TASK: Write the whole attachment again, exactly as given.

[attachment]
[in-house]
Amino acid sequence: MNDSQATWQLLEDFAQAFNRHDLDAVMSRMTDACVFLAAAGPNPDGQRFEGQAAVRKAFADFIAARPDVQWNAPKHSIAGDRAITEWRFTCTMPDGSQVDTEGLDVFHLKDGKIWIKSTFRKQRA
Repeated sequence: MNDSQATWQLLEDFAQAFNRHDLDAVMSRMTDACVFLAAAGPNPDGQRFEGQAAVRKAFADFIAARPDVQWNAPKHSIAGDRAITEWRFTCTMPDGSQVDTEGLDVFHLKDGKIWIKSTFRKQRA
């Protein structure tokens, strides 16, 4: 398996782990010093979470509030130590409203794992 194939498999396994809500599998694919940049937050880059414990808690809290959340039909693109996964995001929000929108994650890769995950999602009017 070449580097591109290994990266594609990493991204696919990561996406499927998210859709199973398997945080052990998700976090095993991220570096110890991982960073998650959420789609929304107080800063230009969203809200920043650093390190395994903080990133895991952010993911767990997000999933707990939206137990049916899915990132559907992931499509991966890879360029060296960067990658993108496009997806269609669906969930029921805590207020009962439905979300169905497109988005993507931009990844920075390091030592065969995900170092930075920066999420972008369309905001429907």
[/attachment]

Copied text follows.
[in-house]
Amino acid sequence: MNDSQATWQLLEDFAQAFNRHDLDAVMSRMTDACVFLAAAGPNPDGQRFEGQAAVRKAFADFIAARPDVQWNAPKHSIAGDRAITEWRFTCTMPDGSQVDTEGLDVFHLKDGKIWIKSTFRKQRA
Repeated sequence: MNDSQATWQLLEDFAQAFNRHDLDAVMSRMTDACVFLAAAGPNPDGQRFEGQAAVRKAFADFIAARPDVQWNAPKHSIAGDRAITEWRFTCTMPDGSQVDTEGLDVFHLKDGKIWIKSTFRKQRA
């Protein structure tokens, strides 16, 4: 398996782990010093979470509030130590409203794992 194939498999396994809500599998694919940049937050880059414990808690809290959340039909693109996964995001929000929108994650890769995950999602009017 070449580097591109290994990266594609990493991204696919990561996406499927998210859709199973398997945080052990998700976090095993991220570096110890991982960073998650959420789609929304107080800063230009969203809200920043650093390190395994903080990133895991952010993911767990997000999933707990939206137990049916899915990132559907992931499509991966890879360029060296960067990658993108496009997806269609669906969930029921805590207020009962439905979300169905497109988005993507931009990844920075390091030592065969995900170092930075920066999420972008369309905001429907």